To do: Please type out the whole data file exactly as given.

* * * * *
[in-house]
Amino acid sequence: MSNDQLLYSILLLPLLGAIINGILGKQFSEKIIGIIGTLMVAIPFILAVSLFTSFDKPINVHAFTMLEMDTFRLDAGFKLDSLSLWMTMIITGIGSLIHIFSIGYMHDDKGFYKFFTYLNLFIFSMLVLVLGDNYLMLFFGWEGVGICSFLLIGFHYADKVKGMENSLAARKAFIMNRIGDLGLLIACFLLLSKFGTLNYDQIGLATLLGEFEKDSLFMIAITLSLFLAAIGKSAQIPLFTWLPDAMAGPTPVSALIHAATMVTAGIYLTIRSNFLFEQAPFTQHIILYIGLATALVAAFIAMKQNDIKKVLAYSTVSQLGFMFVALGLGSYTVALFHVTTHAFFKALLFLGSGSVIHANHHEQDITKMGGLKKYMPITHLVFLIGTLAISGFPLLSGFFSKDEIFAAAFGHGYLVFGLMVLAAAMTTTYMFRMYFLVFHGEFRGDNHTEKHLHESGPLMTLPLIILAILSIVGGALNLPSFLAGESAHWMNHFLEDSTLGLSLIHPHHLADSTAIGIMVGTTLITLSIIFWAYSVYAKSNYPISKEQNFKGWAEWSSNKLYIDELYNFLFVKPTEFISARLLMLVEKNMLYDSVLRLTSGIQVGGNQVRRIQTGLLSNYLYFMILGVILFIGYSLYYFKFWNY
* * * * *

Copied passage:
[in-house]
Amino acid sequence: MSNDQLLYSILLLPLLGAIINGILGKQFSEKIIGIIGTLMVAIPFILAVSLFTSFDKPINVHAFTMLEMDTFRLDAGFKLDSLSLWMTMIITGIGSLIHIFSIGYMHDDKGFYKFFTYLNLFIFSMLVLVLGDNYLMLFFGWEGVGICSFLLIGFHYADKVKGMENSLAARKAFIMNRIGDLGLLIACFLLLSKFGTLNYDQIGLATLLGEFEKDSLFMIAITLSLFLAAIGKSAQIPLFTWLPDAMAGPTPVSALIHAATMVTAGIYLTIRSNFLFEQAPFTQHIILYIGLATALVAAFIAMKQNDIKKVLAYSTVSQLGFMFVALGLGSYTVALFHVTTHAFFKALLFLGSGSVIHANHHEQDITKMGGLKKYMPITHLVFLIGTLAISGFPLLSGFFSKDEIFAAAFGHGYLVFGLMVLAAAMTTTYMFRMYFLVFHGEFRGDNHTEKHLHESGPLMTLPLIILAILSIVGGALNLPSFLAGESAHWMNHFLEDSTLGLSLIHPHHLADSTAIGIMVGTTLITLSIIFWAYSVYAKSNYPISKEQNFKGWAEWSSNKLYIDELYNFLFVKPTEFISARLLMLVEKNMLYDSVLRLTSGIQVGGNQVRRIQTGLLSNYLYFMILGVILFIGYSLYYFKFWNY